Nearly a year after President Obama launched his administration with sweeping new ethics and transparency rules, the war over lobbyists and their role in Washington is just beginning.
On the one hand, the administration has set a new standard for government openness and sparked a lively debate over just how aggressively lobbyists can and should be regulated.
On the other, Obama's new rules have angered many lobbyists and public interest advocates alike, and failed to address the root cause of ethics abuses -- namely, the campaign finance system that pumps special interest money into elections.
Obama's new ethics regime has also exposed flaws in the rules that define who is and is not a lobbyist. Too often, administration restrictions shut out registered lobbyists who disclose their activities but leave the door open to corporate executives and advocates who don't meet the technical definition of lobbyist.
Most troubling, the new rules may have fueled so-called deregistrations among lobbyists who now prefer to fly under the radar. This obviously hurts transparency rather than advancing it. At the same time, the debates over health care, energy and financial services have boosted business on K Street.
Many reform advocates and watchdog organizations have given the administration high marks. The president's "groundbreaking government integrity reforms" show that he "is serious about changing the rules of the game in Washington," declared five leading pro-reform advocacy groups in April, in a statement marking the administration's first 100 days.
A Dec. 1 Congressional Research Service report, moreover, concludes that the administration's restrictions "have already changed the relationship between lobbyists and covered executive branch officials."
Still, at every step of the way, White House ethics, lobbying and transparency directives have received mixed reviews. The controversies began Jan. 21, on Obama's first day in office, when he signed a series of executive orders and memoranda aimed at tightening ethics and hiring rules, and improving government disclosure.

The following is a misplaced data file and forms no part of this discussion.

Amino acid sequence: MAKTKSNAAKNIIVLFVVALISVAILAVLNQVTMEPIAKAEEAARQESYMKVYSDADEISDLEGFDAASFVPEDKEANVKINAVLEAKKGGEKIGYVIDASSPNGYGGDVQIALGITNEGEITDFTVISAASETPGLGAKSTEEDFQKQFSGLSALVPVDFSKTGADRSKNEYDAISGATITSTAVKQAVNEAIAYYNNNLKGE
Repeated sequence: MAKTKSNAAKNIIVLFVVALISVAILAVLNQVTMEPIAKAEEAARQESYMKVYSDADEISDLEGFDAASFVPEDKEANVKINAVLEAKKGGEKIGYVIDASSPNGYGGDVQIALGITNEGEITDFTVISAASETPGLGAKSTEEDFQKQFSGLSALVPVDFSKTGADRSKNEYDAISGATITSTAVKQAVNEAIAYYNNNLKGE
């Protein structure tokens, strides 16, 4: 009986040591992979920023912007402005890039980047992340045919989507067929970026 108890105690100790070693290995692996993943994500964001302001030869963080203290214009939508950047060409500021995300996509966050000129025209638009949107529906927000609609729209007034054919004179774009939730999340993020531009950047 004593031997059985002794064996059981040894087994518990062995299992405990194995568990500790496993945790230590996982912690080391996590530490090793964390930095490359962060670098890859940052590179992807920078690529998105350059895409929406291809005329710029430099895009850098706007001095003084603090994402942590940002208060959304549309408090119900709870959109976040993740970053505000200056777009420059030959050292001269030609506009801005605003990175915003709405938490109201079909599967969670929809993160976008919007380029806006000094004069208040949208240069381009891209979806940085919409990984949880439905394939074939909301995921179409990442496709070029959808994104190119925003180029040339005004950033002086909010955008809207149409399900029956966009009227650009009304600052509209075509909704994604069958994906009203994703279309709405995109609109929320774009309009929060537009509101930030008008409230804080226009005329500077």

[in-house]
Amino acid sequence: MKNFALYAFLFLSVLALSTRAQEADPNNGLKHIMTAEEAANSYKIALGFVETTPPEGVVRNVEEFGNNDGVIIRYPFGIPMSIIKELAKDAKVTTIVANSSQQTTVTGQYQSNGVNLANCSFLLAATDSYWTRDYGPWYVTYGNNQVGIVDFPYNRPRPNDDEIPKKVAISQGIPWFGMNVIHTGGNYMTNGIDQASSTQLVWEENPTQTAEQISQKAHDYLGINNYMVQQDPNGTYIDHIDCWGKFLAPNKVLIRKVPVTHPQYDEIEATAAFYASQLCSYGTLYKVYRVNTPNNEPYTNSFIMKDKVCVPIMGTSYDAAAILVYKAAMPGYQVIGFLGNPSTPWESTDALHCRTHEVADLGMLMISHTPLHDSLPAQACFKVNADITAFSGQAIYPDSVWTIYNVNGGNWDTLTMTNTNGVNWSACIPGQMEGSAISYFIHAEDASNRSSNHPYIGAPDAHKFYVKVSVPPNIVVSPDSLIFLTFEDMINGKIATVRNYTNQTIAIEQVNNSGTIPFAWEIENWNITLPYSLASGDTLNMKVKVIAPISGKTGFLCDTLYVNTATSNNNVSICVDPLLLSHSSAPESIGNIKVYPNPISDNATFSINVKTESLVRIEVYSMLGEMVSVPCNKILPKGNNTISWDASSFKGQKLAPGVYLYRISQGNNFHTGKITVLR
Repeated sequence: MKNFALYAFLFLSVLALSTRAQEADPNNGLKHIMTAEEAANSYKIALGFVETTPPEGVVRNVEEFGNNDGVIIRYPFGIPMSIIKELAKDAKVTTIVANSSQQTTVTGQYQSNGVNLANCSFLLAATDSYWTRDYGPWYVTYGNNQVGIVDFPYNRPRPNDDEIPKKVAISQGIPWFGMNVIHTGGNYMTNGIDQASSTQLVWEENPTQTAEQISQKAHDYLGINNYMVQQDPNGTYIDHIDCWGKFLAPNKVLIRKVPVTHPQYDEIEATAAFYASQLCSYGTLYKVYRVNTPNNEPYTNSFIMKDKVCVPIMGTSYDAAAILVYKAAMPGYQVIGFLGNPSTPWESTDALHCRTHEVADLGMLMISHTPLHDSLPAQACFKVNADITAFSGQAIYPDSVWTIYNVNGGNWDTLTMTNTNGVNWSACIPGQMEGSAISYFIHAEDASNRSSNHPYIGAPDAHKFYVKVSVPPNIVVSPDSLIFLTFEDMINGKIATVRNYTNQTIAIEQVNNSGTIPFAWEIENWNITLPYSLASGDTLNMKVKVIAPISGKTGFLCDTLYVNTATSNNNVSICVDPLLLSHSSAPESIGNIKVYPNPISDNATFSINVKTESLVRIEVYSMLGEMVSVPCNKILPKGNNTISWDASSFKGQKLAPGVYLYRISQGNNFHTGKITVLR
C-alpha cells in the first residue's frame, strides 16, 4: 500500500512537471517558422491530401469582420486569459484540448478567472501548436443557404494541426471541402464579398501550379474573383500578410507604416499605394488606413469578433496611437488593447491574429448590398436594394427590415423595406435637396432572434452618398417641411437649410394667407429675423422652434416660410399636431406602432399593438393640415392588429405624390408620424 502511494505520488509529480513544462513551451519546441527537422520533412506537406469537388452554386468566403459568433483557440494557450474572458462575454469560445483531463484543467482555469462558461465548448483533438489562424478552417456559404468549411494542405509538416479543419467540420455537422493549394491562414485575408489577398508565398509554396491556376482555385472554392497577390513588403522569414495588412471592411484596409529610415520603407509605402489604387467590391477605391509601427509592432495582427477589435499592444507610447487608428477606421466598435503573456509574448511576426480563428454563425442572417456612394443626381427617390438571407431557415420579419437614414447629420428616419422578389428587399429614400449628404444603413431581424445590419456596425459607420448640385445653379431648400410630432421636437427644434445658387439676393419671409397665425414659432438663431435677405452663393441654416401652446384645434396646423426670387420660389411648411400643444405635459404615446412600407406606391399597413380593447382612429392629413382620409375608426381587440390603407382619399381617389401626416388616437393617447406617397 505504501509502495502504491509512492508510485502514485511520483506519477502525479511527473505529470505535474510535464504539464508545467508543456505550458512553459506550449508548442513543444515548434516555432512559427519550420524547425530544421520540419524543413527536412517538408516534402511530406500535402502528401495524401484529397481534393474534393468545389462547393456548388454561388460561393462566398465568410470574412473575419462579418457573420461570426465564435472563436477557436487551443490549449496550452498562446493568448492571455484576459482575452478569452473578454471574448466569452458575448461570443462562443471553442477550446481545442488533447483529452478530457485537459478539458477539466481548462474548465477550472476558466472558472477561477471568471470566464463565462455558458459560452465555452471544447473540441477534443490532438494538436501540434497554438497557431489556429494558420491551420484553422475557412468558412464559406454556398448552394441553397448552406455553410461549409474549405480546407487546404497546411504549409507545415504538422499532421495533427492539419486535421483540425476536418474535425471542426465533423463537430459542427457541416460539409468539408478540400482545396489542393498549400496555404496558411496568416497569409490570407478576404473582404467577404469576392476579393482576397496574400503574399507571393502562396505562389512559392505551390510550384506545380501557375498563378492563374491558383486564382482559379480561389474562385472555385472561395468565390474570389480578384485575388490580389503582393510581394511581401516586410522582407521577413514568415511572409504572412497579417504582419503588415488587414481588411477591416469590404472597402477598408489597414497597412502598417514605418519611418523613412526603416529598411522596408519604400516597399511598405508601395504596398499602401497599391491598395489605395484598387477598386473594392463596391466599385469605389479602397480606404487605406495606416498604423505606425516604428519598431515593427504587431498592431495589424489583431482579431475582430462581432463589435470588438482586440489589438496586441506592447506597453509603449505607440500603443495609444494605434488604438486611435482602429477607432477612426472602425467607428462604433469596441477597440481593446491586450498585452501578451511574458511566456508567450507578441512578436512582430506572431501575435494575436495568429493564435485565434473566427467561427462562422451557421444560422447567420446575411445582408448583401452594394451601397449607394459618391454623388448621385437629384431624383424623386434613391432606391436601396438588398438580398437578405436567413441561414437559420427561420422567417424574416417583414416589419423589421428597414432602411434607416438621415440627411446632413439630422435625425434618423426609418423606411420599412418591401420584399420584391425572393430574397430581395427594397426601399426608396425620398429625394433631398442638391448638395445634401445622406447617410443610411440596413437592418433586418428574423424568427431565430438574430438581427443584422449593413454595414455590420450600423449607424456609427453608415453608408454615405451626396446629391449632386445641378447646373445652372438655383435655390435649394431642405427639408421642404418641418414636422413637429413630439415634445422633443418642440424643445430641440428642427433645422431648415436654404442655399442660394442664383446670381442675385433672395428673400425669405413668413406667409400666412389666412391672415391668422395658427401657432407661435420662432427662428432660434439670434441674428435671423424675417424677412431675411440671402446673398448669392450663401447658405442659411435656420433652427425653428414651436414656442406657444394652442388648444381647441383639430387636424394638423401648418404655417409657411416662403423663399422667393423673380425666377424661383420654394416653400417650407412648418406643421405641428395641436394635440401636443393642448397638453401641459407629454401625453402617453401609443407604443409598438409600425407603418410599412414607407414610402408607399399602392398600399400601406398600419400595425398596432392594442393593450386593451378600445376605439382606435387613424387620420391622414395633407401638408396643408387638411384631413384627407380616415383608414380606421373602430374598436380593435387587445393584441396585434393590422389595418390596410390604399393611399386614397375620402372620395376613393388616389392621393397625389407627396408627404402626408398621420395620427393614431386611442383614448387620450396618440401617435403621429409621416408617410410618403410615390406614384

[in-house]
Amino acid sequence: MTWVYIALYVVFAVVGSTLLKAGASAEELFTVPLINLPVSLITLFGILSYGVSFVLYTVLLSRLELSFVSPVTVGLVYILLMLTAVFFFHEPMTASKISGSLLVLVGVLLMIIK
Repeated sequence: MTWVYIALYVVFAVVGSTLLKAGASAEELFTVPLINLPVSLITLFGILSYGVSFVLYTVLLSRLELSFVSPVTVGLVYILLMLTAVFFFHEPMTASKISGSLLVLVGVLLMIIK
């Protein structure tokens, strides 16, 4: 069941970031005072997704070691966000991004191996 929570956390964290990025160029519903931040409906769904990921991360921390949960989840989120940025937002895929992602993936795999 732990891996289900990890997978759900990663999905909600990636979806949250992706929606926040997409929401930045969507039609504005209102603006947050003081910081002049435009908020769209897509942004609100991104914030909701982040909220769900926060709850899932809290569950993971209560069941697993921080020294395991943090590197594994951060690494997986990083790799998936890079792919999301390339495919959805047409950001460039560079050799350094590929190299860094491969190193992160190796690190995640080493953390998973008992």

The new rules ban presidential appointees from accepting gifts from lobbyists and impose the first-ever "reverse revolving door" restrictions on administration hires. The rules ban anyone who lobbied a particular agency during the preceding two years from being appointed to that agency. Presidential appointees are also banned from coming back to lobby the agencies where they worked for the duration of the administration.
Reform advocates hailed the new restrictions as unprecedented. But a half-dozen or so waivers granted to high-profile lobbyists quickly dominated news coverage. An uproar over former Senate Majority Leader Tom Daschle's unpaid taxes and lucrative consulting work forced the South Dakota Democrat to step aside as a candidate to head the Department of Health and Human Services. (Daschle was not a lobbyist, but had worked as a health industry adviser.)
Former lobbyist William Lynn fared better, weathering a storm over his appointment as deputy secretary of Defense. But some wondered why a former Raytheon lobbyist was being handed a top DoD post, and accused the Obama administration of selectively enforcing the new hiring rules.
Next came disputes over administration restrictions on talks between government officials and lobbyists seeking bailout and stimulus funding. In late January, Treasury Secretary Timothy Geithner announced curbs on oral communications from lobbyists seeking Emergency Economic Stabilization Act funds. In March, the White House unveiled similar limits on lobbyists seeking funds under the American Recovery and Reinvestment Act of 2009.
The Recovery Act limits, in particular, riled activists on both the right and left. The American Civil Liberties Union and Citizens for Responsibility and Ethics in Washington, among others, joined the American League of Lobbyists in opposing the limits on recovery money talks.
The administration's initial plan was to ban executive branch officials from talking directly with lobbyists about specific Recovery Act grants and to require that written communications be publicly posted. Critics said the curbs were unconstitutional and unfairly singled out lobbyists while allowing all others -- including industry CEOs -- to keep talking directly with agency officials.
The White House defused the controversy in late May, following a review period and meetings with disgruntled lobbyists, by expanding the ban to cover everyone "exerting influence" on the process -- not just lobbyists -- and by narrowing the window of time when the ban would apply.
But tensions flared again when the administration announced in September that it would ask agencies to ban lobbyists from serving on government advisory boards. Angry letters ensued, not just from the ALL but from the chairs of the 16 Industry Trade Advisory Committees, known as ITACs. The move would depopulate the committees, the ITAC chairs warned, and rob trade negotiations of invaluable expertise.
Administration officials counter that the policy will actually strengthen the ITACs and other government advisory boards by enlarging them and diversifying their membership. Lobbyists remain dissatisfied, but the administration isn't budging.
It's just one of many ongoing disputes between lobbyists and the White House. And in 2010, there will be plenty more to come. Reform advocates are gearing up to push yet again for public financing, not just of presidential campaigns but congressional races as well. There's also talk of strengthening the Lobbying Disclosure Act to broaden the definition of "lobbyist" and require more up-to-the-minute reporting. All this ensures that in the new year, the president's uneasy tug-of-war with K Street will only intensify.